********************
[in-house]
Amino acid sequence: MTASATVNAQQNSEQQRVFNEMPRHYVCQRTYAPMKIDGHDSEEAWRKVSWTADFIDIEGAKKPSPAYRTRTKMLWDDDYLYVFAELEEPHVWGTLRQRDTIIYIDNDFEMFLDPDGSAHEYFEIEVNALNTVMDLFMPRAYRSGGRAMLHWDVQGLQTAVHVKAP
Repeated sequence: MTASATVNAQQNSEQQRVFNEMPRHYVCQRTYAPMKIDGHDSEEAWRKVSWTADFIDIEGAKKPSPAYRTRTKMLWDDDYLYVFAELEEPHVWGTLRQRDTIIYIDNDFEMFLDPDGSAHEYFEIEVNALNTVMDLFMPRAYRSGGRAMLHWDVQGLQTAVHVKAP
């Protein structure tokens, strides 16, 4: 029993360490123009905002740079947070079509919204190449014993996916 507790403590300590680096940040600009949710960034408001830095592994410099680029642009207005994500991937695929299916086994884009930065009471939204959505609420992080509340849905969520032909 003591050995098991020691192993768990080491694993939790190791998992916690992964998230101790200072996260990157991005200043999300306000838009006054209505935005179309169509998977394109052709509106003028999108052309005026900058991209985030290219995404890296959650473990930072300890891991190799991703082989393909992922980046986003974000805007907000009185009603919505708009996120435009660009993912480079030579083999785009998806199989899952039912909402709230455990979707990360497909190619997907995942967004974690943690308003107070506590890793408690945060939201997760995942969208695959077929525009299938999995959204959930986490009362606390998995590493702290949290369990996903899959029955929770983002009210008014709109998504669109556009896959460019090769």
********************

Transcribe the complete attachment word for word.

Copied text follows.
[in-house]
Amino acid sequence: MTASATVNAQQNSEQQRVFNEMPRHYVCQRTYAPMKIDGHDSEEAWRKVSWTADFIDIEGAKKPSPAYRTRTKMLWDDDYLYVFAELEEPHVWGTLRQRDTIIYIDNDFEMFLDPDGSAHEYFEIEVNALNTVMDLFMPRAYRSGGRAMLHWDVQGLQTAVHVKAP
Repeated sequence: MTASATVNAQQNSEQQRVFNEMPRHYVCQRTYAPMKIDGHDSEEAWRKVSWTADFIDIEGAKKPSPAYRTRTKMLWDDDYLYVFAELEEPHVWGTLRQRDTIIYIDNDFEMFLDPDGSAHEYFEIEVNALNTVMDLFMPRAYRSGGRAMLHWDVQGLQTAVHVKAP
């Protein structure tokens, strides 16, 4: 029993360490123009905002740079947070079509919204190449014993996916 507790403590300590680096940040600009949710960034408001830095592994410099680029642009207005994500991937695929299916086994884009930065009471939204959505609420992080509340849905969520032909 003591050995098991020691192993768990080491694993939790190791998992916690992964998230101790200072996260990157991005200043999300306000838009006054209505935005179309169509998977394109052709509106003028999108052309005026900058991209985030290219995404890296959650473990930072300890891991190799991703082989393909992922980046986003974000805007907000009185009603919505708009996120435009660009993912480079030579083999785009998806199989899952039912909402709230455990979707990360497909190619997907995942967004974690943690308003107070506590890793408690945060939201997760995942969208695959077929525009299938999995959204959930986490009362606390998995590493702290949290369990996903899959029955929770983002009210008014709109998504669109556009896959460019090769």